Volume 572, December 2014
|Number of page(s)||12|
|Published online||01 December 2014|
Are compact groups hostile towards faint galaxies?⋆
Instituto de Astronomía Teórica y Experimental, IATE,
2 Observatorio Astronómico, Universidad Nacional de Córdoba, Laprida 854, X5000BGR 5000 Córdoba, Argentina
3 Instituto de Astronomía, Geofísica e Ciencias Atmosfericas, IAG, USP, Rua do Matão 1226, 05508-090 São Paulo, Brazil
Received: 24 July 2014
Accepted: 23 September 2014
Aims. The goal of this work is to understand whether the extreme environment of compact groups (CGs) can affect the distribution and abundance of faint galaxies around them.
Methods. We performed an analysis of the faint galaxy population in the vicinity of compact and normal groups. We built a light-cone mock galaxy catalogue constructed from the Millennium Run Simulation II plus a semi-analytical model of galaxy formation. We identified a sample of CGs in the mock catalogue as well as a control sample of normal galaxy groups and computed the projected number density profiles of faint galaxies around the first and the second ranked galaxies. We also compared the profiles obtained from the semi-analytical galaxies in CGs with those obtained from observational data. In addition, we investigated whether the ranking or the luminosity of a galaxy is the most important parameter in the determination of the centre around which the clustering of faint galaxies occurs.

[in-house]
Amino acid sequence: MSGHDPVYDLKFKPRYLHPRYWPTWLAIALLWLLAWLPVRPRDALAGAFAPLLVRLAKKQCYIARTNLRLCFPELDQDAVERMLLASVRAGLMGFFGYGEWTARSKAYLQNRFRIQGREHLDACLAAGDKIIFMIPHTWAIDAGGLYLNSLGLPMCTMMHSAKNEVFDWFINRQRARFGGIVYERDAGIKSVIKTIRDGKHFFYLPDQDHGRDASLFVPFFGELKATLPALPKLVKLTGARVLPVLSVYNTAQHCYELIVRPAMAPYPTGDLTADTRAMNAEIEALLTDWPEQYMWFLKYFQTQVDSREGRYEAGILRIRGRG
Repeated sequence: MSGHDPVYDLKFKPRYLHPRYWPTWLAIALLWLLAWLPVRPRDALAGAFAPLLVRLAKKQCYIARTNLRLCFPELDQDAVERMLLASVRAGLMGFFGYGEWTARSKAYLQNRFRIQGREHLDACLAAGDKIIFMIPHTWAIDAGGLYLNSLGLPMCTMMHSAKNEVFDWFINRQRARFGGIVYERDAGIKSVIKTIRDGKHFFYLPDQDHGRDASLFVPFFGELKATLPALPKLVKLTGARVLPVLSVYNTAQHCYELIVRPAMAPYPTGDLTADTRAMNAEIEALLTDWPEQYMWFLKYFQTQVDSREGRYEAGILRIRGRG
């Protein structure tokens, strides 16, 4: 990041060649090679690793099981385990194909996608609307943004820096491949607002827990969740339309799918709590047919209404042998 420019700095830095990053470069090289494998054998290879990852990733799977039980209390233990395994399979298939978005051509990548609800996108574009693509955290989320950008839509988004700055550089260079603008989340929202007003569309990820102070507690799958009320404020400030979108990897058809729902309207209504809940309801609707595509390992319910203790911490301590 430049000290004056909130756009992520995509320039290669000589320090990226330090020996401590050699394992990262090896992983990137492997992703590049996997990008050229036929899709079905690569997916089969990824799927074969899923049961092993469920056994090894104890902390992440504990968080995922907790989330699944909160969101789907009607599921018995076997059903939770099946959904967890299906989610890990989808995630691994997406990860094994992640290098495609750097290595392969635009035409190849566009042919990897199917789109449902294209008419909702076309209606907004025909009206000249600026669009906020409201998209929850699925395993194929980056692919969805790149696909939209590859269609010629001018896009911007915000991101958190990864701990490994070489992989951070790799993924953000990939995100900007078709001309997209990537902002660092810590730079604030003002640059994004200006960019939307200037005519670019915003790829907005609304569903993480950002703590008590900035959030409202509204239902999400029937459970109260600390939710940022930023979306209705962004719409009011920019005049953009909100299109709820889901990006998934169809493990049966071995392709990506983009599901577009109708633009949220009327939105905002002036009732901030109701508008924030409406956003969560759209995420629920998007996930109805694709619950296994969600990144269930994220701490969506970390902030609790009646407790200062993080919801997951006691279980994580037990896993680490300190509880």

Results. There is no particular influence of the extreme compact group (CG) environment on the number of faint galaxies in such groups compared to control groups. When selecting normal groups with separations between the first and second ranked galaxies similar to what is observed in CGs, the faint galaxy projected number density profiles in CGs and normal groups are similar in shape and height. We observed a similar behaviour of the population of faint galaxies in observations and simulations in the regions closer to the first and second ranked galaxies. Finally, we find that the projected density of faint galaxies is higher around luminous galaxies, regardless of the ranking in the CG.
Conclusions. The semi-analytical approach shows that CGs and their surroundings do not represent a hostile enough environment to make faint galaxies behave differently than in normal groups.
Key words: methods: numerical / methods: statistical / galaxies: groups: general
Appendix A is available in electronic form at http://www.aanda.org
© ESO, 2014
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